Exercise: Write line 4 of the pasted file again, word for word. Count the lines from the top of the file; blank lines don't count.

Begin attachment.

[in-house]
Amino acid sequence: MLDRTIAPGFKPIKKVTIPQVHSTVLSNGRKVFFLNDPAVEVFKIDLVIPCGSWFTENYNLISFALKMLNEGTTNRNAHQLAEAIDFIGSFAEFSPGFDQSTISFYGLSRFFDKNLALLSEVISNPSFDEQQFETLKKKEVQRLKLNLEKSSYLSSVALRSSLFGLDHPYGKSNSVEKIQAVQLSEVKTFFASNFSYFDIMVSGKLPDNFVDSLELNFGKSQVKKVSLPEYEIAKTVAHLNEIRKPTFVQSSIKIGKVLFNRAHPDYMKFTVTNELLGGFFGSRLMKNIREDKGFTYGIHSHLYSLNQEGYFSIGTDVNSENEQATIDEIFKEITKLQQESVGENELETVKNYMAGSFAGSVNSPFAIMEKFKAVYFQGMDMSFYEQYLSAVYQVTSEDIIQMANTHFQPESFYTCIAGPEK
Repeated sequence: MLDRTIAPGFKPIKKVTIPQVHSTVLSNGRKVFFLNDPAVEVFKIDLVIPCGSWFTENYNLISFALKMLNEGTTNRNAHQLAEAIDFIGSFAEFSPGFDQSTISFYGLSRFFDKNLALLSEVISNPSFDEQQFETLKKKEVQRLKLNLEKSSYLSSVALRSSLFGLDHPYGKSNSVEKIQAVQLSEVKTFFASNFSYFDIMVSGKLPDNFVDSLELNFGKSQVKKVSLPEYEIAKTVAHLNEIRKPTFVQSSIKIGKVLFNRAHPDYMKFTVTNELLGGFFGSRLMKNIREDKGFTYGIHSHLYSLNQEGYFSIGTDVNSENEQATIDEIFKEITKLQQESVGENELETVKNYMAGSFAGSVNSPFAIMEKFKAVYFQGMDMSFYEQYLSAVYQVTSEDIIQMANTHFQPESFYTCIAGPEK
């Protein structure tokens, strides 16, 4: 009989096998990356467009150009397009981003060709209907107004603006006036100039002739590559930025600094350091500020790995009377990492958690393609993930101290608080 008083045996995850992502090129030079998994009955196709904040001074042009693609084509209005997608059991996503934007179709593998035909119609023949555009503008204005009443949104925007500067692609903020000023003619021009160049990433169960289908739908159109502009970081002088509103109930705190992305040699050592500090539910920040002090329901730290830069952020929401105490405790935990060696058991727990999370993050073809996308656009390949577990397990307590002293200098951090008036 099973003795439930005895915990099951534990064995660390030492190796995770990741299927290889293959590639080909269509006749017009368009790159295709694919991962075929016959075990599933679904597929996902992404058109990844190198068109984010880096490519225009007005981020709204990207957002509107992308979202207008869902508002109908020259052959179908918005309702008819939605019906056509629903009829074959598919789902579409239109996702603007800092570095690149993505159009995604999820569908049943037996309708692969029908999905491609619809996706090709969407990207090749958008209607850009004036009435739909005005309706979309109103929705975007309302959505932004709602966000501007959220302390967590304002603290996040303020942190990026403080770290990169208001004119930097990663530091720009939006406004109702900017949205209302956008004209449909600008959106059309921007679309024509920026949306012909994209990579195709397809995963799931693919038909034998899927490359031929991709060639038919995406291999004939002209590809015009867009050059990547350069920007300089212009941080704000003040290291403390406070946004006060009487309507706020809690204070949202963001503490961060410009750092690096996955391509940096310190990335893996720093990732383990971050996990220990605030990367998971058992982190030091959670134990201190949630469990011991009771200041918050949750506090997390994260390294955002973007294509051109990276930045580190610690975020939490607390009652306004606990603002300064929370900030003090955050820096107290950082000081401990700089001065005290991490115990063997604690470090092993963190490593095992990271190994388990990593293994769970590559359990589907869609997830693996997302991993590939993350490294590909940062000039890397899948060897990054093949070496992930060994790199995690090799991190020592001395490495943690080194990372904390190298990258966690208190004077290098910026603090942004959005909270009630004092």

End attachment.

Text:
């Protein structure tokens, strides 16, 4: 009989096998990356467009150009397009981003060709209907107004603006006036100039002739590559930025600094350091500020790995009377990492958690393609993930101290608080 008083045996995850992502090129030079998994009955196709904040001074042009693609084509209005997608059991996503934007179709593998035909119609023949555009503008204005009443949104925007500067692609903020000023003619021009160049990433169960289908739908159109502009970081002088509103109930705190992305040699050592500090539910920040002090329901730290830069952020929401105490405790935990060696058991727990999370993050073809996308656009390949577990397990307590002293200098951090008036 099973003795439930005895915990099951534990064995660390030492190796995770990741299927290889293959590639080909269509006749017009368009790159295709694919991962075929016959075990599933679904597929996902992404058109990844190198068109984010880096490519225009007005981020709204990207957002509107992308979202207008869902508002109908020259052959179908918005309702008819939605019906056509629903009829074959598919789902579409239109996702603007800092570095690149993505159009995604999820569908049943037996309708692969029908999905491609619809996706090709969407990207090749958008209607850009004036009435739909005005309706979309109103929705975007309302959505932004709602966000501007959220302390967590304002603290996040303020942190990026403080770290990169208001004119930097990663530091720009939006406004109702900017949205209302956008004209449909600008959106059309921007679309024509920026949306012909994209990579195709397809995963799931693919038909034998899927490359031929991709060639038919995406291999004939002209590809015009867009050059990547350069920007300089212009941080704000003040290291403390406070946004006060009487309507706020809690204070949202963001503490961060410009750092690096996955391509940096310190990335893996720093990732383990971050996990220990605030990367998971058992982190030091959670134990201190949630469990011991009771200041918050949750506090997390994260390294955002973007294509051109990276930045580190610690975020939490607390009652306004606990603002300064929370900030003090955050820096107290950082000081401990700089001065005290991490115990063997604690470090092993963190490593095992990271190994388990990593293994769970590559359990589907869609997830693996997302991993590939993350490294590909940062000039890397899948060897990054093949070496992930060994790199995690090799991190020592001395490495943690080194990372904390190298990258966690208190004077290098910026603090942004959005909270009630004092």